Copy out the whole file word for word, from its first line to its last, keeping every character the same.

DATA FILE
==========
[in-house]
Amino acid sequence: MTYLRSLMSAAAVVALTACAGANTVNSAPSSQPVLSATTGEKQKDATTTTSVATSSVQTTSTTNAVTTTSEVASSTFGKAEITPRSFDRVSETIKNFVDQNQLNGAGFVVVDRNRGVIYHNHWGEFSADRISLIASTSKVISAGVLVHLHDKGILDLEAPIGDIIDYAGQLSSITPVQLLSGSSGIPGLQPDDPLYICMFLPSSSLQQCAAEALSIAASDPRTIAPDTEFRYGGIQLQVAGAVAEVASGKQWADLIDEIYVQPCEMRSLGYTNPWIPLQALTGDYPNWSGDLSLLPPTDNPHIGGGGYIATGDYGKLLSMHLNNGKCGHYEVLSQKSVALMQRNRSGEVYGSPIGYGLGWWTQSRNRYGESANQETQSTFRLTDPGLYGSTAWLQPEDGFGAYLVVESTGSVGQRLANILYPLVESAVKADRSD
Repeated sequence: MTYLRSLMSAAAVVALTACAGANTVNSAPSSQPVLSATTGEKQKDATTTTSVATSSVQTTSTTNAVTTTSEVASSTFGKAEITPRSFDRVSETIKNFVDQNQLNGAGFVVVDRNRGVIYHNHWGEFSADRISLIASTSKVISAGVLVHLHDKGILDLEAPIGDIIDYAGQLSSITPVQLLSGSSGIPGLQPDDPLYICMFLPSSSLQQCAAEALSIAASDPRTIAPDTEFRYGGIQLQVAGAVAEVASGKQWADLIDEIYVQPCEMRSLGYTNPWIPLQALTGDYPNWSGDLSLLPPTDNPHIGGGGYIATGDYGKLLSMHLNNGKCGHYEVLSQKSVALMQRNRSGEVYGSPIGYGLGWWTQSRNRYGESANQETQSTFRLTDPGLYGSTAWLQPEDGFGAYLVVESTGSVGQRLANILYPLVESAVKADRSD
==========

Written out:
[in-house]
Amino acid sequence: MTYLRSLMSAAAVVALTACAGANTVNSAPSSQPVLSATTGEKQKDATTTTSVATSSVQTTSTTNAVTTTSEVASSTFGKAEITPRSFDRVSETIKNFVDQNQLNGAGFVVVDRNRGVIYHNHWGEFSADRISLIASTSKVISAGVLVHLHDKGILDLEAPIGDIIDYAGQLSSITPVQLLSGSSGIPGLQPDDPLYICMFLPSSSLQQCAAEALSIAASDPRTIAPDTEFRYGGIQLQVAGAVAEVASGKQWADLIDEIYVQPCEMRSLGYTNPWIPLQALTGDYPNWSGDLSLLPPTDNPHIGGGGYIATGDYGKLLSMHLNNGKCGHYEVLSQKSVALMQRNRSGEVYGSPIGYGLGWWTQSRNRYGESANQETQSTFRLTDPGLYGSTAWLQPEDGFGAYLVVESTGSVGQRLANILYPLVESAVKADRSD
Repeated sequence: MTYLRSLMSAAAVVALTACAGANTVNSAPSSQPVLSATTGEKQKDATTTTSVATSSVQTTSTTNAVTTTSEVASSTFGKAEITPRSFDRVSETIKNFVDQNQLNGAGFVVVDRNRGVIYHNHWGEFSADRISLIASTSKVISAGVLVHLHDKGILDLEAPIGDIIDYAGQLSSITPVQLLSGSSGIPGLQPDDPLYICMFLPSSSLQQCAAEALSIAASDPRTIAPDTEFRYGGIQLQVAGAVAEVASGKQWADLIDEIYVQPCEMRSLGYTNPWIPLQALTGDYPNWSGDLSLLPPTDNPHIGGGGYIATGDYGKLLSMHLNNGKCGHYEVLSQKSVALMQRNRSGEVYGSPIGYGLGWWTQSRNRYGESANQETQSTFRLTDPGLYGSTAWLQPEDGFGAYLVVESTGSVGQRLANILYPLVESAVKADRSD